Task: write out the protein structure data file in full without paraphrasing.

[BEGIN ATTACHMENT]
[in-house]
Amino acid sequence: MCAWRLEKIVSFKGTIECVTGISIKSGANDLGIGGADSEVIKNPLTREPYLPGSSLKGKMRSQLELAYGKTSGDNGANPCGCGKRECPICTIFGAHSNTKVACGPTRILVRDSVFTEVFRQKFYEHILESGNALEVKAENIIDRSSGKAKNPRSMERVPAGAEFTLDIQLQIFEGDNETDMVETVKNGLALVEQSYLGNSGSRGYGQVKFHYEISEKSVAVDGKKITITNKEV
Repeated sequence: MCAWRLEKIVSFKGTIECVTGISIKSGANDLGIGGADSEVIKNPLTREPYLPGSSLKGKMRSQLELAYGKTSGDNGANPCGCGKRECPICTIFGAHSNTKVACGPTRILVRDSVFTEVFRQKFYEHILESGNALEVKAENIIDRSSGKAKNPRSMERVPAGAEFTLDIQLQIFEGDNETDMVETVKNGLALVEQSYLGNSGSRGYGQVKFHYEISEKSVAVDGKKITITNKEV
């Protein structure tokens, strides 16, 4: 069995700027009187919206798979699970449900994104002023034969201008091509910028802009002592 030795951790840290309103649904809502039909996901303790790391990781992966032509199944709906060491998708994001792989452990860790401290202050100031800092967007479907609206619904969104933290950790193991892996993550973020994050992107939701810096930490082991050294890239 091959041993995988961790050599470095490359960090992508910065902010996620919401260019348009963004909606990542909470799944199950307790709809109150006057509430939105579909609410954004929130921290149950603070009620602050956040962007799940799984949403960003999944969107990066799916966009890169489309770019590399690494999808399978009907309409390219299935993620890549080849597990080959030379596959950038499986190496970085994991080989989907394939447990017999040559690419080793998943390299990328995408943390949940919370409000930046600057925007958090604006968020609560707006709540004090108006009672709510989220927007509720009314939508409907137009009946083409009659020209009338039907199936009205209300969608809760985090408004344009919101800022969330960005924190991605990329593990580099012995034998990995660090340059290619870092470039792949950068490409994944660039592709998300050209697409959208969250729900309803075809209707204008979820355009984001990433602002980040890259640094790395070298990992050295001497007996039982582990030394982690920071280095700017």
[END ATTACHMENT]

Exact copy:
[in-house]
Amino acid sequence: MCAWRLEKIVSFKGTIECVTGISIKSGANDLGIGGADSEVIKNPLTREPYLPGSSLKGKMRSQLELAYGKTSGDNGANPCGCGKRECPICTIFGAHSNTKVACGPTRILVRDSVFTEVFRQKFYEHILESGNALEVKAENIIDRSSGKAKNPRSMERVPAGAEFTLDIQLQIFEGDNETDMVETVKNGLALVEQSYLGNSGSRGYGQVKFHYEISEKSVAVDGKKITITNKEV
Repeated sequence: MCAWRLEKIVSFKGTIECVTGISIKSGANDLGIGGADSEVIKNPLTREPYLPGSSLKGKMRSQLELAYGKTSGDNGANPCGCGKRECPICTIFGAHSNTKVACGPTRILVRDSVFTEVFRQKFYEHILESGNALEVKAENIIDRSSGKAKNPRSMERVPAGAEFTLDIQLQIFEGDNETDMVETVKNGLALVEQSYLGNSGSRGYGQVKFHYEISEKSVAVDGKKITITNKEV
């Protein structure tokens, strides 16, 4: 069995700027009187919206798979699970449900994104002023034969201008091509910028802009002592 030795951790840290309103649904809502039909996901303790790391990781992966032509199944709906060491998708994001792989452990860790401290202050100031800092967007479907609206619904969104933290950790193991892996993550973020994050992107939701810096930490082991050294890239 091959041993995988961790050599470095490359960090992508910065902010996620919401260019348009963004909606990542909470799944199950307790709809109150006057509430939105579909609410954004929130921290149950603070009620602050956040962007799940799984949403960003999944969107990066799916966009890169489309770019590399690494999808399978009907309409390219299935993620890549080849597990080959030379596959950038499986190496970085994991080989989907394939447990017999040559690419080793998943390299990328995408943390949940919370409000930046600057925007958090604006968020609560707006709540004090108006009672709510989220927007509720009314939508409907137009009946083409009659020209009338039907199936009205209300969608809760985090408004344009919101800022969330960005924190991605990329593990580099012995034998990995660090340059290619870092470039792949950068490409994944660039592709998300050209697409959208969250729900309803075809209707204008979820355009984001990433602002980040890259640094790395070298990992050295001497007996039982582990030394982690920071280095700017």